It’s a great period to ask about your future too, and we’ll do some Tarot reading to know if we’ll manage to get some tour dates, some (nice) reviews or even some festivals appearances? 🙂

We’re taking advantage of all the strong energies surrounding these days to offer you a 50% discount on our digital album edition, valid for 50 hours only, meaning, running until may the 2nd, 2 pm (GMT+2)

How? One click on this link : http://astrakanproject.bandcamp.com/album/astrakan-project-digital-edition and use code “beltain” to get your discount.

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Beltain Fire discount campaign on astrakan download

Musicians' Diary

Yes, this is the band… yes, the 2 of us…


A couple of days ago, I was digging into “old” paper work from the band, and I found this:

semaine de la francophonie istanbul saint joseph   .

This is the very first program where I and Yann appeared only the 2 of us, and it was in March 2011. When we initiated the project in June 2009 in Istanbul, we recorded a few tunes together, with the purpose of then finding extra musicians to play with in Istanbul. Then from January 2010 on, we started to rehearse and make little shows around Istanbul with one or two percussionists, Ali Dojran (on the right) and Volga Tunca.

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astrakan project live with percussions
2011 – Seyr-î Mesel, Beygolu, Istanbul

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We loved the music we were making together, but none of us being full time musician, which means, all of us having jobs, it was indeed not so easy to organise. We accepted this particular 1st show without knowing none of our percussionists would be available. Then, when we realised it, we really wondered what to do… “how can we play only the two of us? Shall we not cancel?”… but not for too long, we started to practice again the two of us, adapting some songs, making changes so that they’d keep some interest still, working on new ones.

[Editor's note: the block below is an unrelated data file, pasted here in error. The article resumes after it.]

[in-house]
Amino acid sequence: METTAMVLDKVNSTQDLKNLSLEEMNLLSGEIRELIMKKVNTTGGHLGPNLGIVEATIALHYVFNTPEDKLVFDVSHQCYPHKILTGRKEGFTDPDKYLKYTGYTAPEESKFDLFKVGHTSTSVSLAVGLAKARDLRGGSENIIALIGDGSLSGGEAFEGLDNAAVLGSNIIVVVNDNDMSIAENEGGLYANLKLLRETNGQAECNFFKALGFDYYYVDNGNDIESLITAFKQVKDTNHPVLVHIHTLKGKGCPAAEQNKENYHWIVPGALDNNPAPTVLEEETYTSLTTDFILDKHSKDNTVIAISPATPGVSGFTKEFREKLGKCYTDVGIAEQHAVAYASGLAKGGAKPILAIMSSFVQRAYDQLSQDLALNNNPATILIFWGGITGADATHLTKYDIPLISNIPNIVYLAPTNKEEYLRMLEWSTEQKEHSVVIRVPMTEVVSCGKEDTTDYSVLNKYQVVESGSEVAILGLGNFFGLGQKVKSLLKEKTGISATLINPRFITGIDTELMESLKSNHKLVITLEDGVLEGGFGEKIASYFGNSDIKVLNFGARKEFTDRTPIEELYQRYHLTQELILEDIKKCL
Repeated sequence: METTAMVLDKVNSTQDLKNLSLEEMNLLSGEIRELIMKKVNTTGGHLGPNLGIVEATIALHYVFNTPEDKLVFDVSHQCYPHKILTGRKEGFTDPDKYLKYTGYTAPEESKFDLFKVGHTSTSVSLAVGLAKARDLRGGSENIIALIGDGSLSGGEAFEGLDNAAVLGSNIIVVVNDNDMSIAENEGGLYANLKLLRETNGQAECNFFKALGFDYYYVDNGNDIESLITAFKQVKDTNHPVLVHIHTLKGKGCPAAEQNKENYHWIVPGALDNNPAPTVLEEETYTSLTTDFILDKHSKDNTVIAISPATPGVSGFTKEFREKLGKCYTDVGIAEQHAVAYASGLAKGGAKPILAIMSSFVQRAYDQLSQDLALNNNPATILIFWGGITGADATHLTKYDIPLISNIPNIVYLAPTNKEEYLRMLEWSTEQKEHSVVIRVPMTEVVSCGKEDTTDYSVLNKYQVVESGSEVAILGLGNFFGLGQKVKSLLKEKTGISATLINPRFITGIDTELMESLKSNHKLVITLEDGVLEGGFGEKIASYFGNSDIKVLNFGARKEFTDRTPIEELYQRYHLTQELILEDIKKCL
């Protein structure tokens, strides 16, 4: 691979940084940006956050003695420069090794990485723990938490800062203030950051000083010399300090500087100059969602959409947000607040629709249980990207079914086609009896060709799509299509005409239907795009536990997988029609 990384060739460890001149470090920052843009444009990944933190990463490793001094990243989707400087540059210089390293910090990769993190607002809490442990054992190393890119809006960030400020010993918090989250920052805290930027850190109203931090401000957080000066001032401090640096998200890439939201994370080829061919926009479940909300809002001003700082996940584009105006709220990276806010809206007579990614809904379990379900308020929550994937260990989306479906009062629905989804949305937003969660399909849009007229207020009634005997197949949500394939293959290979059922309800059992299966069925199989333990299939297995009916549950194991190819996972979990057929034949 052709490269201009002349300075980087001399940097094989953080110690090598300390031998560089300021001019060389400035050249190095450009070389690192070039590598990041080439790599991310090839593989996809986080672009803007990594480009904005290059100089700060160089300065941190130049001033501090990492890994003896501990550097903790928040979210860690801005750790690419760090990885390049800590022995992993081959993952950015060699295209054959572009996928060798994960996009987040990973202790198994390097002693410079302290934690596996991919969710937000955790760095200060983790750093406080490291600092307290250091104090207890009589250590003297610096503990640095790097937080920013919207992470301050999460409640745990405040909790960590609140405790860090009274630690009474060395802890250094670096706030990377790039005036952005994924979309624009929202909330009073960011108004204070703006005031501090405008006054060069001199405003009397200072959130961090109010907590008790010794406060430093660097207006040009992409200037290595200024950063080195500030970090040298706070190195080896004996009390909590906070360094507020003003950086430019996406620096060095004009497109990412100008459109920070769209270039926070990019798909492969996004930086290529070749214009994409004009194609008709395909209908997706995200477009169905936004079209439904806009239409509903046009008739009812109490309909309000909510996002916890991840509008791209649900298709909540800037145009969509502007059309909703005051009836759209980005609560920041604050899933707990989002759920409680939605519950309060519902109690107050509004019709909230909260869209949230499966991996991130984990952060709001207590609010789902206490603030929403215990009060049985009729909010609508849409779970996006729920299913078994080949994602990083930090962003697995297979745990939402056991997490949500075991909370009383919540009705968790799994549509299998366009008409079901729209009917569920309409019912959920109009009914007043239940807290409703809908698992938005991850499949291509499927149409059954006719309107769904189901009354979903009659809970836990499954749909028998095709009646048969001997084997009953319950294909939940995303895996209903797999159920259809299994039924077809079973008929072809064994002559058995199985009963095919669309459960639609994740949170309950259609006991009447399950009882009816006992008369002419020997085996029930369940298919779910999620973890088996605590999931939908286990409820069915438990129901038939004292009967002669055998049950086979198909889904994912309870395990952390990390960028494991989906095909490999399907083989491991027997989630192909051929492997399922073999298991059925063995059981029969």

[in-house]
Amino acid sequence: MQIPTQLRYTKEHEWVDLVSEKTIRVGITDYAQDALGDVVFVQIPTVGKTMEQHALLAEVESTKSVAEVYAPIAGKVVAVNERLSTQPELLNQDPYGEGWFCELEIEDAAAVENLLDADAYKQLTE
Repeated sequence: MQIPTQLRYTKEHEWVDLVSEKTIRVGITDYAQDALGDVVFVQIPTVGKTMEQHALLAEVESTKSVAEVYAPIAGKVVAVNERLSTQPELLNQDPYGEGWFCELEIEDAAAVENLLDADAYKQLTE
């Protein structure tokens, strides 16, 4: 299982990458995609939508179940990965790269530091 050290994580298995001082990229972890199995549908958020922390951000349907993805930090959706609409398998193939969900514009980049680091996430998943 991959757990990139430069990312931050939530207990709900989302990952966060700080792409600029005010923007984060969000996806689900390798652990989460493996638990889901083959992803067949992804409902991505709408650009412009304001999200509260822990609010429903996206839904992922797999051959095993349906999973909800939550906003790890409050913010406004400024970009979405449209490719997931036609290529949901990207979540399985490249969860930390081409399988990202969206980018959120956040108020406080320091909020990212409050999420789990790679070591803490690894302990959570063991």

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world music band  .

Our little son was born shortly after, and by the time we started recording, there were two options: either record together at home, either try to record with percussions, which would have meant extra rehearsals, extra-transportation in the city, extra-recording time, all these extras to be translated into time AND money… and we feared that with the limited free time we had it would have taken years. Obviously we chose the first one! But it is rather interesting for us to notice how our music evolved just because we constantly adapted to the conditions we had.

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if the door is closed try the next one.

We still think it could be nice to record a part of our repertoire with loads of different and powerful percussions, it’s a project we still have in mind, but we prefer to wait for the right time and conditions to make it happen.

§ Simone